Top editorial talent is often in the newsroom — or working at an agency
Often times those who have dedicated their lives to content want to be in the centre of the action – and that means they want to work for the world’s most prestigious newsrooms, whether that’s the Financial Times or the Wall Street Journal. They dream of Pulitzer prizes, shaping WTO policies with brilliant analyses, and taking down corrupt politicians with hard-hitting investigations. The corporate life simply can’t offer the buzz of a newsroom – or even the workflow variety offered by a top agency, for that matter.

The result? Corporate hiring managers are often left with slim pickings, as they are unwilling to pay enough to attract senior editorial professionals. Those willing to take the internal corporate job often don’t have the skills or experience to shape editorial strategies and marshal sufficient resources from the ground up.

3. WORKFLOW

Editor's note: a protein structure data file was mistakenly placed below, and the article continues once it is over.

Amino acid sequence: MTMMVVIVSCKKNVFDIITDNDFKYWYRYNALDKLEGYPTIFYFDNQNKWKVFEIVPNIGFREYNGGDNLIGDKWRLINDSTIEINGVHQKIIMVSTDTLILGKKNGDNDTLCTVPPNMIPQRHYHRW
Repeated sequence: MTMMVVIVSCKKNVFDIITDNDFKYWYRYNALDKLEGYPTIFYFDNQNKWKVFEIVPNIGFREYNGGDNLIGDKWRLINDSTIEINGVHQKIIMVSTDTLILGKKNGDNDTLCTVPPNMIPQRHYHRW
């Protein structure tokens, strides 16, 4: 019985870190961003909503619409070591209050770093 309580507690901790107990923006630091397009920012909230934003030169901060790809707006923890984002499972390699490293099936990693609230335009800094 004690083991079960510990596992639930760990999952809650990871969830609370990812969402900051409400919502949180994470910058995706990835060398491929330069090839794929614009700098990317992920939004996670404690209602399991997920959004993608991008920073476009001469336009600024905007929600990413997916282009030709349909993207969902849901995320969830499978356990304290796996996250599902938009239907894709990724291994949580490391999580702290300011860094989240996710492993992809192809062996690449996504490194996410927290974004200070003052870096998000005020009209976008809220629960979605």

Lack of diversity (and controversy) in the work itself
Corporate content managers are required to think about the same entity everyday: his or her employer. The topics may change, but the end product is always the same – i.e. this is my company’s views on X and this is my company’s views on Y. Just compare that to life in a newsroom, where there is a never-ending buffet – refreshed daily — of projects on offer. On Monday you’re covering a shareholder scandal in a technology company; and on Tuesday breaking news on an industry changing M&A deal.

The result? Boredom sets in. The corporate content executive feels underutilised. S/he struggles to exercise news judgement because that judgment is always constrained by other corporate priorities and plans. Meanwhile, a range of internal actors – from business heads to compliance officers – seek control over the editorial agenda to manage legal risks and protect commercial interests, exacerbating the content executive’s feelings of powerlessness.

4. OFFICE ATMOSPHERE

Writers and other ‘content creators’ need ample amounts of alone time 
Although editorial planning and production requires a team, getting down to work on a white paper or infographic or video script is often a solo affair. Door shut, phone off, and headphones on. The problem is corporate life doesn’t really support such solitude. Executives at every level are often required to join teleconferences and group meetings – and those that refuse risk being branded a stubborn outsider.